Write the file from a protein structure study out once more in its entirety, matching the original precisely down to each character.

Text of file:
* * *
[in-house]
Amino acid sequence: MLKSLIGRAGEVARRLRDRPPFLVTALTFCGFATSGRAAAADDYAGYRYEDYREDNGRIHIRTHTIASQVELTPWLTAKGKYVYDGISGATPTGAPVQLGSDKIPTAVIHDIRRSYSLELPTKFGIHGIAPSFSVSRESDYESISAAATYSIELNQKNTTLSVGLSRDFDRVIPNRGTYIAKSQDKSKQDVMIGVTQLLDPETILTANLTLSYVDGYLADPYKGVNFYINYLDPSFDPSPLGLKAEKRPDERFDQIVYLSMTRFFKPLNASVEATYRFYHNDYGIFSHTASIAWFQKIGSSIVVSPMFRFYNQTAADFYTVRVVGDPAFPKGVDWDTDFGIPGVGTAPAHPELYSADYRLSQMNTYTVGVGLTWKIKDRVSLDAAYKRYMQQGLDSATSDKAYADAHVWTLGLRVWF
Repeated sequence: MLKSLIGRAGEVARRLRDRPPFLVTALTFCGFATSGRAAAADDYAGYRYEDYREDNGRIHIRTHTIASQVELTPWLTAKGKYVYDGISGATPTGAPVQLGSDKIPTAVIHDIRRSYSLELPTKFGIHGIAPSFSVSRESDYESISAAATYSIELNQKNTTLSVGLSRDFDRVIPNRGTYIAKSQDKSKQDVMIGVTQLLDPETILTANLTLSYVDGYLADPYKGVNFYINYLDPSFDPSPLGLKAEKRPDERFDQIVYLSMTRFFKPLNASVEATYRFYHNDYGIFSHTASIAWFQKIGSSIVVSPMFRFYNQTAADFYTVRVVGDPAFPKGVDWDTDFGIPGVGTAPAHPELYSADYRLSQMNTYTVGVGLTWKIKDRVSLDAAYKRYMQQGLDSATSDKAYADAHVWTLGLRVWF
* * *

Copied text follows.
[in-house]
Amino acid sequence: MLKSLIGRAGEVARRLRDRPPFLVTALTFCGFATSGRAAAADDYAGYRYEDYREDNGRIHIRTHTIASQVELTPWLTAKGKYVYDGISGATPTGAPVQLGSDKIPTAVIHDIRRSYSLELPTKFGIHGIAPSFSVSRESDYESISAAATYSIELNQKNTTLSVGLSRDFDRVIPNRGTYIAKSQDKSKQDVMIGVTQLLDPETILTANLTLSYVDGYLADPYKGVNFYINYLDPSFDPSPLGLKAEKRPDERFDQIVYLSMTRFFKPLNASVEATYRFYHNDYGIFSHTASIAWFQKIGSSIVVSPMFRFYNQTAADFYTVRVVGDPAFPKGVDWDTDFGIPGVGTAPAHPELYSADYRLSQMNTYTVGVGLTWKIKDRVSLDAAYKRYMQQGLDSATSDKAYADAHVWTLGLRVWF
Repeated sequence: MLKSLIGRAGEVARRLRDRPPFLVTALTFCGFATSGRAAAADDYAGYRYEDYREDNGRIHIRTHTIASQVELTPWLTAKGKYVYDGISGATPTGAPVQLGSDKIPTAVIHDIRRSYSLELPTKFGIHGIAPSFSVSRESDYESISAAATYSIELNQKNTTLSVGLSRDFDRVIPNRGTYIAKSQDKSKQDVMIGVTQLLDPETILTANLTLSYVDGYLADPYKGVNFYINYLDPSFDPSPLGLKAEKRPDERFDQIVYLSMTRFFKPLNASVEATYRFYHNDYGIFSHTASIAWFQKIGSSIVVSPMFRFYNQTAADFYTVRVVGDPAFPKGVDWDTDFGIPGVGTAPAHPELYSADYRLSQMNTYTVGVGLTWKIKDRVSLDAAYKRYMQQGLDSATSDKAYADAHVWTLGLRVWF